Here’s an interesting transformation: Seattle public TV station KCTS has merged with Crosscut, a local nonprofit site, and acquired a community site, What’s Good 206, rechristening itself Cascade Public Media. Dru Sefton reports on the changes, which won’t see layoffs (but will see some part-timers becoming full-time), and how they’re geared toward extending journalistic reach.
NEW YORK (AP) — The final season of the popular British drama “Downton Abbey” will begin on Jan. 3, leading up to a finale on the first weekend of March, PBS announced Monday. The show has been both a creative and ratings triumph for the network. On the Sunday before its final episode, PBS will […]
NEW YORK (AP) — PBS’ popular “Finding Your Roots” series, temporarily shelved after an episode omitted references to the slaveholding past of Ben Affleck’s ancestor at the actor’s request, will return to public television for its third season in January. The show has hired a new fact-checker and two new genealogists as part of its […]
The Aug. 13 announcement that HBO will premiere new episodes of Sesame Street, which will then be made available to PBS after nine months has prompted soul-searching among public broadcasters and others who recalled Sesame Street’s groundbreaking role in using free over-the-air broadcasts to teach preschoolers from low-income families the basic skills they need to succeed in school.
In a surprise move, the kids’ series heads to HBO. New episodes will air on longtime carrier PBS nine months later. The most significant part of the deal: Streaming rights.
PBS will discontinue the long-running one-hour version of Sesame Street this fall, it announced to stations Wednesday, and will continue airing new half-hour episodes that premiered last year. The new schedule, which takes effect Nov. 16, will feature the 30-minute version at 10 a.m.
PBS’s venerable documentary franchise Frontline is expanding into multi-part investigative series, exec producer Raney Aronson told reporters Sunday during PBS’s portion of the Television Critics Association’s press tour.
Montana PBS is about to receive a rare donation: a full-power TV station. Gray Television is giving KMTF in Helena, a CW simulcast channel, to the public TV station, said Eric Hyyppa, GM of Montana PBS in Bozeman. The transaction should be complete by this fall, he said.
JoAnn Urofsky, GM of noncommercial WUSF Tampa, Fla. (DMA 13), will soon add a new leadership role in public broadcasting, as chair of the board of the National Educational Telecommunications Association (NETA). Urofsky had previously been chair-elect of NETA, a national association that provides content, consulting and support for more than 90 broadcasters in the […]
The president of the Association of Public Television Stations says the financial outlook for his stations is strong thanks, in part, to funding from a Republican-controlled Congress and contributions from a growing number of states. He also talks about his problems with the FCC incentive auction and subsequent repacking of the TV band and why free, universal broadcasting — in the highest possible picture quality — must remain a cornerstone of public media.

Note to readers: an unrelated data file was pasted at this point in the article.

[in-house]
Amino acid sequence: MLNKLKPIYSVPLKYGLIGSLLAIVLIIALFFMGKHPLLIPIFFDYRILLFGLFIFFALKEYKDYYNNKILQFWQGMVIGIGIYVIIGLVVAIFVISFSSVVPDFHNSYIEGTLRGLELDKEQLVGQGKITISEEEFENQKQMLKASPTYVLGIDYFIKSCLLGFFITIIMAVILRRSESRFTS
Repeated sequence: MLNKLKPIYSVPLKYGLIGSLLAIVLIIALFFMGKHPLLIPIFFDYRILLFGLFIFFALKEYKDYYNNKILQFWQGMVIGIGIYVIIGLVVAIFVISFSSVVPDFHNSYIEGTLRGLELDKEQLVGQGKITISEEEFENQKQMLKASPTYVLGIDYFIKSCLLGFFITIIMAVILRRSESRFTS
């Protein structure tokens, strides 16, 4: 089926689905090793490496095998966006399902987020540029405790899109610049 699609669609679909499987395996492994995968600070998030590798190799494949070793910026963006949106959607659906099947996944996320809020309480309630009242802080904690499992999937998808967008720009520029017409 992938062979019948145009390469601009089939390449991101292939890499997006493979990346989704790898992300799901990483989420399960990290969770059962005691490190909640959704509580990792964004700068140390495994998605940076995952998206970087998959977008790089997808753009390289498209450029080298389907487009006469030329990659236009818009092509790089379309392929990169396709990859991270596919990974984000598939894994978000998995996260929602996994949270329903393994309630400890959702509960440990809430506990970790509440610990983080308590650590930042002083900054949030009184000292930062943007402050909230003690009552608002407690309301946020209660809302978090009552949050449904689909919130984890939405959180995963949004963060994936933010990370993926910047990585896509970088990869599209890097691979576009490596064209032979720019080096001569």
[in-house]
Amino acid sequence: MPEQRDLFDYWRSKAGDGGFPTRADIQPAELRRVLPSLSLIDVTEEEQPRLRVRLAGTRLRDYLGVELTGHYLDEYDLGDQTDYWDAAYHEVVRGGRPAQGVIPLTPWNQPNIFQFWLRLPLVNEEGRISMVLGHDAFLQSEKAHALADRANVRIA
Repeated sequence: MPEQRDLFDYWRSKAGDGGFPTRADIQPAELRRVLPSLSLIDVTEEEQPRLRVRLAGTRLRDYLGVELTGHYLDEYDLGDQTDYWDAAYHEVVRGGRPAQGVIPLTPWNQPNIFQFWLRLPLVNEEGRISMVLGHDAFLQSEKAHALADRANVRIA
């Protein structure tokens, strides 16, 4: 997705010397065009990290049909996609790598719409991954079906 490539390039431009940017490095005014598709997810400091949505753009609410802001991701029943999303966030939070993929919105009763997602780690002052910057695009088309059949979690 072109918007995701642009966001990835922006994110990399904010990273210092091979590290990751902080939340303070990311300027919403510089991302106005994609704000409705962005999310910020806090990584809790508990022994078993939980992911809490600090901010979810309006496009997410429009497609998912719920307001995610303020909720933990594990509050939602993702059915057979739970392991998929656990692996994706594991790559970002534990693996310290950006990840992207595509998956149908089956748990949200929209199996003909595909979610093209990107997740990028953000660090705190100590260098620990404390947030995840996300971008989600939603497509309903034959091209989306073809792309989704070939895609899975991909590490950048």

Pennsylvania’s governor has proposed restoring funding for the state’s public TV stations, six years after a previous lawmaker cut all support. Gov. Tom Wolf (D) included a $4 million line item in his proposed 2015–16 executive budget “to increase technology to educate, inform and connect the citizens of Pennsylvania.” If approved by the legislature, the proposal would restore funding cut in 2009.
PASADENA, Calif. (AP) — The late actor Edward Herrmann’s final project before he died of brain cancer last month was narrating an upcoming PBS documentary on the disease. The six-hour project, based on the book “Cancer: The Emperor of All Maladies” by Siddhartha Mukherjee, will air over three nights in March. Herrmann collapsed because of […]
PBS is pushing further into original scripted programming with the addition of an untitled Civil War drama from Ridley Scott, which has been ordered to series with an initial six episodes.
The public broadcaster said Barzilay, a former executive at ABC, CBS, FLO TV and the Ford Foundation, will be “charged with developing innovative and collaborative strategies that safeguard the health of the public broadcasting system, and for ensuring that resources are allocated effectively to meet business objectives, system priorities and marketplace challenges and opportunities
In a move to bring more visibility and impact to PBS’s news and public affairs programming, the network has added a new VP to its roster of programmers — Marie Nelson, a journalist who brings executive-producer credentials and experience with engaging diverse audiences.
That Sesame Street still exists at all says a lot. In 1973, it was one of two TV shows for preschoolers. Now it’s competing with 84 kids’ shows on TV and countless others online. Yet Sesame Street still holds its own, ranking 20th among kids ages 2 to 5 with 850,000 viewers per TV episode, according to Sesame Workshop, the nonprofit organization behind the show.
CPB will spend $3 million to give public television executives access to expert advice on the upcoming broadcast spectrum auction. The extremely high value of spectrum as appraised by an Oct. 1 FCC report created a “considerable amount of confusion” among managers, said Michael Levy, CPB EVP. Previous estimates had been much lower.
WNET, the New York City public television broadcaster, says that it will return a $3.5 million grant it received from the Laura and John Arnold Foundation to sponsor an ambitious project on public pensions in the face of charges that it solicited inappropriate underwriting for the series